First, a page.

There is no well-defined concept of right or wrong in a language. Just like a living organism, it keeps evolving and changing. Some structures that are generally accepted nowadays were not in the past. The more an expression is used, the more likely it will find its way through and be acknowledged by both common people and scholars. This has always happened, it happens now, and it will happen in the future.
The Italian language makes no exception. In the first part of two articles that I will write about this topic, we will discuss other possibilities concerning word order in Italian sentences.
Word Order in the Italian Language
The basic structure of the Italian sentence is SVO, which is Subject-Verb-Object. Many languages share this structure, such as English, French, Spanish, German, Russian, Chinese, etc.
- Luca mangia la pasta
Luca is the subject (who or what performs the action), mangia is the verb (the action), and la pasta is the object (what is acted upon by the subject). Other complements generally follow the object. A complement is a word, phrase or clause that completes the meaning of a given expression.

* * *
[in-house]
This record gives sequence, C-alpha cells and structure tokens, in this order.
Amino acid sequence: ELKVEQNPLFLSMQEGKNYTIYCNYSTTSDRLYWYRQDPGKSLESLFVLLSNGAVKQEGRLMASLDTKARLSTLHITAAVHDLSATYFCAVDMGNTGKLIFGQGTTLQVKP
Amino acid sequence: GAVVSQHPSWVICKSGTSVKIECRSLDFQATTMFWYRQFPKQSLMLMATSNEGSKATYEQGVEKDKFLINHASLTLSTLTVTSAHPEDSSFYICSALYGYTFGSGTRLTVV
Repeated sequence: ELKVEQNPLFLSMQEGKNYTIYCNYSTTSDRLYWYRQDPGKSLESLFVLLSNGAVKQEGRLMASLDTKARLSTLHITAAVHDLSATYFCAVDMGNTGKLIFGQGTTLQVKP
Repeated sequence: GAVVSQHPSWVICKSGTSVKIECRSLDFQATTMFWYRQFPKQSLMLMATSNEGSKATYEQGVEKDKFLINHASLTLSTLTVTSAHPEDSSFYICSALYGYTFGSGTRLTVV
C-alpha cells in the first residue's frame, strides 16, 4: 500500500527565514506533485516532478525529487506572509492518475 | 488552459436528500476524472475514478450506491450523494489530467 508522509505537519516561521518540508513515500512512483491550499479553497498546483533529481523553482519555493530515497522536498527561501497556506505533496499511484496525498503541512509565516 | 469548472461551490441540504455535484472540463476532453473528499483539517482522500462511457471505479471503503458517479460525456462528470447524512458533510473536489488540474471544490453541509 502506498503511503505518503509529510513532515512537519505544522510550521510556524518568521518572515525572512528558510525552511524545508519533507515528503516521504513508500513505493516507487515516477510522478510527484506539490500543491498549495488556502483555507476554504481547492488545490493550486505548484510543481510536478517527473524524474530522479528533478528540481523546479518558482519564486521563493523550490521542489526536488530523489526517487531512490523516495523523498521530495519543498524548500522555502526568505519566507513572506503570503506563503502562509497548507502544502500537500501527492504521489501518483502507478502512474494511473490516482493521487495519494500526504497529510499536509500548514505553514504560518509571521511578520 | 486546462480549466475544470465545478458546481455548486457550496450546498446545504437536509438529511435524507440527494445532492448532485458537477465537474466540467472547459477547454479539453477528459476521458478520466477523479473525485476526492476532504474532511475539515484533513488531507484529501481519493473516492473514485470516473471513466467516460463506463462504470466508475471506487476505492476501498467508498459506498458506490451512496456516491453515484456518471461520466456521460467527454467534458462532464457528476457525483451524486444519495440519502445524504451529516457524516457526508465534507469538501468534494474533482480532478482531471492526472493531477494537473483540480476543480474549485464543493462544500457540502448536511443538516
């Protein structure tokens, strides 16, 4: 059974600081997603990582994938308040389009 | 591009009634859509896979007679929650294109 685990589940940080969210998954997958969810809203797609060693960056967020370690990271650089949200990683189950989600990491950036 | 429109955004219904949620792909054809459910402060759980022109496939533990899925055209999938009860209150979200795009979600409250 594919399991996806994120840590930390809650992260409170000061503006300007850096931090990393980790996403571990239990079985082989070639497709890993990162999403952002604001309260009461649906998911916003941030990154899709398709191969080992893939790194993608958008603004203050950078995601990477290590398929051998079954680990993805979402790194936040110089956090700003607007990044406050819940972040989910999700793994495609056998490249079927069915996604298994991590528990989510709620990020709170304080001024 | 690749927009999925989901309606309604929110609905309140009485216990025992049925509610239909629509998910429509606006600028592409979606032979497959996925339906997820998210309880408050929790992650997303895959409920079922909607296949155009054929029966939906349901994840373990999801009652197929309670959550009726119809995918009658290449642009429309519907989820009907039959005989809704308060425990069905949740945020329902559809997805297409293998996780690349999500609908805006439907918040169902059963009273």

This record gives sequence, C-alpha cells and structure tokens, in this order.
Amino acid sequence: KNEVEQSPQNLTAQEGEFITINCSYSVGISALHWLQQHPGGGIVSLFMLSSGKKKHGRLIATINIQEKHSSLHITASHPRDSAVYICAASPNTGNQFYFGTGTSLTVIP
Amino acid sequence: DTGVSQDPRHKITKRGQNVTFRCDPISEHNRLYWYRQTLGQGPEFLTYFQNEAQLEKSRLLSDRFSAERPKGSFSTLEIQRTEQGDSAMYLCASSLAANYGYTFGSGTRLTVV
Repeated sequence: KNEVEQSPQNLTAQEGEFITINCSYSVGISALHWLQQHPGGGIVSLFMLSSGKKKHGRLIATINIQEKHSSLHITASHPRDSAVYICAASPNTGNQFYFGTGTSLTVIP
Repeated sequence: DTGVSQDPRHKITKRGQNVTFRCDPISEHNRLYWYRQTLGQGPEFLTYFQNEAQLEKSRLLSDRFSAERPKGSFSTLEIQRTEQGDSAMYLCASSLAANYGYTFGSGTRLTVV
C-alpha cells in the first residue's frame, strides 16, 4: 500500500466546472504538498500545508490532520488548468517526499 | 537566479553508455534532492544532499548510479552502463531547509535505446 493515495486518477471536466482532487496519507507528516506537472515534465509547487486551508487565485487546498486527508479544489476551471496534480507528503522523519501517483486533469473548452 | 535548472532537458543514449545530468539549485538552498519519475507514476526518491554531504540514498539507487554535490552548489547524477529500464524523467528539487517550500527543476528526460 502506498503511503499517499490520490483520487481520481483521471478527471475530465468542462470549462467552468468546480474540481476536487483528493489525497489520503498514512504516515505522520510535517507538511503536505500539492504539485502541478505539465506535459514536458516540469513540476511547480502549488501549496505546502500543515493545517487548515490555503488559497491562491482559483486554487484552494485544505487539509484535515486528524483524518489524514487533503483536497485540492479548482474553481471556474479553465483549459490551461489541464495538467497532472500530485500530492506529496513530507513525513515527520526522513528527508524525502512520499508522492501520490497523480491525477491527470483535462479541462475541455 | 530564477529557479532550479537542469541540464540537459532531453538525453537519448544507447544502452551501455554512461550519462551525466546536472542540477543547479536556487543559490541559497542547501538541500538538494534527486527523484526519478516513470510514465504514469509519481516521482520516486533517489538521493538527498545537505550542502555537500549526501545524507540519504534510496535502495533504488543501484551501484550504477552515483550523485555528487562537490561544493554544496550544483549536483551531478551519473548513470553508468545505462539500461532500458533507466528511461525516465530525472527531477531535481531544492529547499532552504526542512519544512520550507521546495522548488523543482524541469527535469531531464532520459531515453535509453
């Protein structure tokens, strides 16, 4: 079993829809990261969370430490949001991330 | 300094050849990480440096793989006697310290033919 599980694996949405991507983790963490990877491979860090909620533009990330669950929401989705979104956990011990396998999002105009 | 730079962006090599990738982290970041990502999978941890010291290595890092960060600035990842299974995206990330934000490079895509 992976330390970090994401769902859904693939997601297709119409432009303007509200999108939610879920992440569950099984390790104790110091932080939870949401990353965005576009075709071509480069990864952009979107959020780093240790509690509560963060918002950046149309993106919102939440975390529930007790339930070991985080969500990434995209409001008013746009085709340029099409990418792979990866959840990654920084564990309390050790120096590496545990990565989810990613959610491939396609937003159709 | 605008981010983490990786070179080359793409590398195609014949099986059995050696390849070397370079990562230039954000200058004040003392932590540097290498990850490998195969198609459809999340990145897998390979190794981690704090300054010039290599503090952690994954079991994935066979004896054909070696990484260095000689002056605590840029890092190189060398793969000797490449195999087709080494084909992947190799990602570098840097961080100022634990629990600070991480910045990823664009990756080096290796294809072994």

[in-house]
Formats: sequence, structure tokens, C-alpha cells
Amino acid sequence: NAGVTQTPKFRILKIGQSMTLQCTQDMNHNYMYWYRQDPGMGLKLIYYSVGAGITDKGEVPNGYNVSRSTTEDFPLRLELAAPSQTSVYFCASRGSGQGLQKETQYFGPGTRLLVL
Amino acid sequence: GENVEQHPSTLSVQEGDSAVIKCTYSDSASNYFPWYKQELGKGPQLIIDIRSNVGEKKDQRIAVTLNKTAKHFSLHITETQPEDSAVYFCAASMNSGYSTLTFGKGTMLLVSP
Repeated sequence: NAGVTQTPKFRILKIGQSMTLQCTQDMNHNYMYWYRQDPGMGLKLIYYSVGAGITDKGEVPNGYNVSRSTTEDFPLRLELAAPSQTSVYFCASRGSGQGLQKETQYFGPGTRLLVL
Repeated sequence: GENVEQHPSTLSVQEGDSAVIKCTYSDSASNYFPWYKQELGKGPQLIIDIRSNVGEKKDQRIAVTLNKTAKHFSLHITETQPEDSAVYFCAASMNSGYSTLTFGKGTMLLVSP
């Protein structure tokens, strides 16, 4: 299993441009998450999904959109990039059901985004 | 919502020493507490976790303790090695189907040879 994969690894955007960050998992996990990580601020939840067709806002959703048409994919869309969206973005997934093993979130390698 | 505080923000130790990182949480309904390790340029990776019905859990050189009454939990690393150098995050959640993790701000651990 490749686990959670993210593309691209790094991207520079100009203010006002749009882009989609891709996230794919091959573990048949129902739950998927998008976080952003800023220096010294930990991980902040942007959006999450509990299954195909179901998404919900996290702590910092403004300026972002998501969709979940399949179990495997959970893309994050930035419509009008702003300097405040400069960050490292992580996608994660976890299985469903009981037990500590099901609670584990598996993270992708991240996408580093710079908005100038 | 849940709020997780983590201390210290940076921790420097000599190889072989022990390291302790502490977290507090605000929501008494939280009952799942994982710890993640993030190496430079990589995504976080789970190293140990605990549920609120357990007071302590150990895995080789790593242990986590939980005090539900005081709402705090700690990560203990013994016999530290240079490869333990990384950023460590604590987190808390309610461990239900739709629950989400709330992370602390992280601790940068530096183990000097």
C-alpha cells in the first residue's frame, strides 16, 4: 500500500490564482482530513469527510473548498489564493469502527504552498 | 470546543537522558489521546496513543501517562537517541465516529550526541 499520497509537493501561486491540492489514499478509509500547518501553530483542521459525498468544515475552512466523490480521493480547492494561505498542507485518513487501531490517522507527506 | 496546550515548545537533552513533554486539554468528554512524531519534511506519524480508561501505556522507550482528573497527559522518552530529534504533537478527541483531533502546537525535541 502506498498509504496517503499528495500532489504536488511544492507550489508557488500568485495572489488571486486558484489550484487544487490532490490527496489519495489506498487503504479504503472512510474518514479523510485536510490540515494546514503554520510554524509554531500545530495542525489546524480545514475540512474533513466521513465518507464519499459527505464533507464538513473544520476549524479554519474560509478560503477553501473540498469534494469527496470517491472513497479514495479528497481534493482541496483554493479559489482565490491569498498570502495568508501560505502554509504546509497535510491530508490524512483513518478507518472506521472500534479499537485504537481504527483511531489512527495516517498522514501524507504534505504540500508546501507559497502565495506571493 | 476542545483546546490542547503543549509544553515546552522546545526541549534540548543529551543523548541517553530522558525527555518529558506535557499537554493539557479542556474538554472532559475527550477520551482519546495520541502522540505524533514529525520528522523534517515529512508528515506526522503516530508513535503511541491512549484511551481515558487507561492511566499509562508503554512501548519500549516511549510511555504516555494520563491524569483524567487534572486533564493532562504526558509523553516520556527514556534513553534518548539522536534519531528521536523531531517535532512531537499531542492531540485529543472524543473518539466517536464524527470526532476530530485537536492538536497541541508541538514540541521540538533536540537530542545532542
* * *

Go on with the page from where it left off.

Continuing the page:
- Luca mangia la pasta con suo fratello
Luca is the subject (who or what performs the action), mangia is the verb (the action), la pasta is the object (what is acted upon by the subject), and con suo fratello is the complement. In the case that the object is absent, the complement directly follows the verb.
- Luca mangia con suo fratello
Luca is the subject (who or what performs the action), mangia is the verb (the action), and con suo fratello is the complement.
By the way, the language offers other possibilities for its speakers, especially concerning spoken language. Let’s see which ones.
Dislocazione a Sinistra (Left Dislocation)
- SVO: Io vendo la macchina
- Left Dislocation: La macchina la vendo
La macchina is the object, la is a direct object pronoun (which is used to substitute the object), and vendo is the verb.
The example above shows us a word order completely different from SVO. In the left dislocation the order is OPV, which is Object-Pronoun-Verb. What happened? An element (the object) is advanced at the beginning of the sentence and is recalled through the pronoun.